Tag: social media job search
We’ve talked numerous times about the role social media will play in the job search for student-athletes. It’s something we talk about often during our sessions with student-athletes, because they have to be thinking long-term. Social Media isn’t a toy to play with, it’s a tool that significantly impact their present and future – if they know how to use it well.
Jobvite released the results of their 6th annual social recruiting survey, and the numbers can’t be ignored. Let’s look at a few key stats.
94% of companies use or plan to use social media for recruiting. That’s nearing universal adoption. If your student-athletes want to know what jobs are available, they need to be following and interacting with companies on their various social media outlets.
78% of companies have hired somebody through social media. We often hear the horror stories about how somebody lost their job because of a post on Twitter, Facebook or Instagram, but you don’t usually hear the good news. A majority of companies have hired somebody through social media. For student-athletes, that requires a plan. How will you get noticed? How will you present yourself online in a way that impresses job recruiters and not your friends? For educators, this is why social media education is much more than just “don’t tweet this because you’ll get in trouble.” Sure they can stop using profanity and tweeting pictures of alcohol, but what are they doing to add value?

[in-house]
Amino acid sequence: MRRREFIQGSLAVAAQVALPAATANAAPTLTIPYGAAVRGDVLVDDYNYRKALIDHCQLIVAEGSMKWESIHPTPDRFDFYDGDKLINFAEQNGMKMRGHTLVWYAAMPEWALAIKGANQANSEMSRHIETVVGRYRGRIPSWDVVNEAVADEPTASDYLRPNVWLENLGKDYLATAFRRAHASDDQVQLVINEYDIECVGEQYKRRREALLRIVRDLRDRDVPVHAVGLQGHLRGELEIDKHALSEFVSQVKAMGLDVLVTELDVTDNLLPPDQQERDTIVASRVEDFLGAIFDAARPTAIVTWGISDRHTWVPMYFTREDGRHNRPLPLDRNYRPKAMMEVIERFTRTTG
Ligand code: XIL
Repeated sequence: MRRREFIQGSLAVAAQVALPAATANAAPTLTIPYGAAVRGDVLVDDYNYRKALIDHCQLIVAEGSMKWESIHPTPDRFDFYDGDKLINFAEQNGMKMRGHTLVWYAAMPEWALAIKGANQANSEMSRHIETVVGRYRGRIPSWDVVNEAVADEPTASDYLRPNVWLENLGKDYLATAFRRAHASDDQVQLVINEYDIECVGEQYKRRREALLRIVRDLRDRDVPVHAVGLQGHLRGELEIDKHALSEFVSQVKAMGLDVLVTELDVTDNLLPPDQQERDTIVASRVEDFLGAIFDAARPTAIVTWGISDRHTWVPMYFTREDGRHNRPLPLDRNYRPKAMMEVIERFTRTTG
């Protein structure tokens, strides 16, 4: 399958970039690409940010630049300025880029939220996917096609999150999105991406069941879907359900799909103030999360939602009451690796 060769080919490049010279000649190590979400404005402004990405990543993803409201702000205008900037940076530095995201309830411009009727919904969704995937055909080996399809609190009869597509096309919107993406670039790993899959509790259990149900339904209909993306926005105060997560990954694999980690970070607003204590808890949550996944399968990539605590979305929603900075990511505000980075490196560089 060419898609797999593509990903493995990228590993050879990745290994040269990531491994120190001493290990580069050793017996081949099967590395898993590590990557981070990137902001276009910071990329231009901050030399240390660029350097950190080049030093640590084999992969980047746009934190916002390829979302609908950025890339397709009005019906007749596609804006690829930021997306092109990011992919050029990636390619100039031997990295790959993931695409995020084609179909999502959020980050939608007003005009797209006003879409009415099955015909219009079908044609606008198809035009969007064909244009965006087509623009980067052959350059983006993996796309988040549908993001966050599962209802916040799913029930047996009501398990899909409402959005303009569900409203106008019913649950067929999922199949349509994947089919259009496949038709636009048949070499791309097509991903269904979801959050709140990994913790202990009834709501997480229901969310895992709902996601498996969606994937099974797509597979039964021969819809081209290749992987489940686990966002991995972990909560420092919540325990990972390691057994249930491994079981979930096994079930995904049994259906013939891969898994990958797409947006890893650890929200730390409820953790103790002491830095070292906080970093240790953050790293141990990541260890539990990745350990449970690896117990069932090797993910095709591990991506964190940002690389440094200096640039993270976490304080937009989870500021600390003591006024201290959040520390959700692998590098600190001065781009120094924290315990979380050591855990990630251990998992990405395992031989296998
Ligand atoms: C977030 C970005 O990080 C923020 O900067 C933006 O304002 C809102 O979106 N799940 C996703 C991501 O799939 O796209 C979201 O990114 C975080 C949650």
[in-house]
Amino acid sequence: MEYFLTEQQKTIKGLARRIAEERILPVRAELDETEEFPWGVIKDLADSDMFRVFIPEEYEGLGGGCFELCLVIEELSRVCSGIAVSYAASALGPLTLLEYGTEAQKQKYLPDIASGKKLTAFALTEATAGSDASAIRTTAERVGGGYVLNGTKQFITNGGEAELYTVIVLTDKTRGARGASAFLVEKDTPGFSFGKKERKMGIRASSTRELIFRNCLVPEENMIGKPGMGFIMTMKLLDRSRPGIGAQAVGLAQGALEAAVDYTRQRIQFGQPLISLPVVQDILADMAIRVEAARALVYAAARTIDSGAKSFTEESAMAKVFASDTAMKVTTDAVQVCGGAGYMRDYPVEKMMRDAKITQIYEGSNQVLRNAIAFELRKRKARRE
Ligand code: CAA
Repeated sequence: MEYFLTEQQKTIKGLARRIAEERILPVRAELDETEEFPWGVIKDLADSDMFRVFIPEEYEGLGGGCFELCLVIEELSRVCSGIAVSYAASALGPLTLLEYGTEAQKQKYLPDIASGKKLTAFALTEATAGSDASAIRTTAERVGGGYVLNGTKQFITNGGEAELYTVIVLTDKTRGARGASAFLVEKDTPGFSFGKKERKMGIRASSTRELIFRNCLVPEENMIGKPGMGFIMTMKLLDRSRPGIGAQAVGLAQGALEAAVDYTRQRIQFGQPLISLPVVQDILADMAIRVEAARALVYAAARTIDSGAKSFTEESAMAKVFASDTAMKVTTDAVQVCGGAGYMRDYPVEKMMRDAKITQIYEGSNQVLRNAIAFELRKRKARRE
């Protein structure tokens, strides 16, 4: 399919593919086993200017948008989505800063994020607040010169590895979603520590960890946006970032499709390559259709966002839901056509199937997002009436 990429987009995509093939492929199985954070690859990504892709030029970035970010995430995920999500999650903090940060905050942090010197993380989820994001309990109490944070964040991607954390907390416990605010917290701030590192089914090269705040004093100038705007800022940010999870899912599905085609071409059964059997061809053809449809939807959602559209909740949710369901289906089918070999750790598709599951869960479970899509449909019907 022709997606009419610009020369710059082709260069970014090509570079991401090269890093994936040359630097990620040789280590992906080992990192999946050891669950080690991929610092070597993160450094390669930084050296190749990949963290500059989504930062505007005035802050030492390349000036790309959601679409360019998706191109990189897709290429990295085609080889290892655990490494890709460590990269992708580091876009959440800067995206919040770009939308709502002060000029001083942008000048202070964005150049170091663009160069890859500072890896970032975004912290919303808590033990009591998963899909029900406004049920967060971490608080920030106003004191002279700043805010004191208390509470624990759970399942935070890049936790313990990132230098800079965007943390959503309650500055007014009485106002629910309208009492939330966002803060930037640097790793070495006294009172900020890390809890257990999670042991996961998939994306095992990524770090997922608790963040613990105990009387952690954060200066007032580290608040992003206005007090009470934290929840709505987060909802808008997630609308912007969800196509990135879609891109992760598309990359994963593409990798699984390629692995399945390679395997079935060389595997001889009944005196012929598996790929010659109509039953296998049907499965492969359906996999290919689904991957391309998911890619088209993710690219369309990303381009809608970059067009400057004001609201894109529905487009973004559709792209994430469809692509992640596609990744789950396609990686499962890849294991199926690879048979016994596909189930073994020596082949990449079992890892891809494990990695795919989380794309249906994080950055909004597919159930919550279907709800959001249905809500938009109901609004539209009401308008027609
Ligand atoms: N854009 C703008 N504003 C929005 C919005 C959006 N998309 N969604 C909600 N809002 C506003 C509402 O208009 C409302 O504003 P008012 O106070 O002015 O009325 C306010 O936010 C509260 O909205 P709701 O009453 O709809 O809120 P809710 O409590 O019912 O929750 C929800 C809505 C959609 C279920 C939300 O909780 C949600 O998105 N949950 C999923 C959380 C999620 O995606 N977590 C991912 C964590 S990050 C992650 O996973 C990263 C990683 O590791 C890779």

93% of recruiters will look at a candidate’s social media profiles. We all know somebody that has lost out on a job because of something they’ve put on social media. They just don’t know it, because the recruiter doesn’t inform them. At most, they get an email stating that the company, “is going a different direction” in their recruiting efforts. Then they continue to use social media the same way, never knowing what their poor decisions are costing them. And we have to get away from statements like, “social media cost them a job.” Social Media didn’t cost them anything – their own decisions cost them a job. Twitter didn’t make them send that profanity-laced tweet, and Instagram didn’t make them upload that racy picture.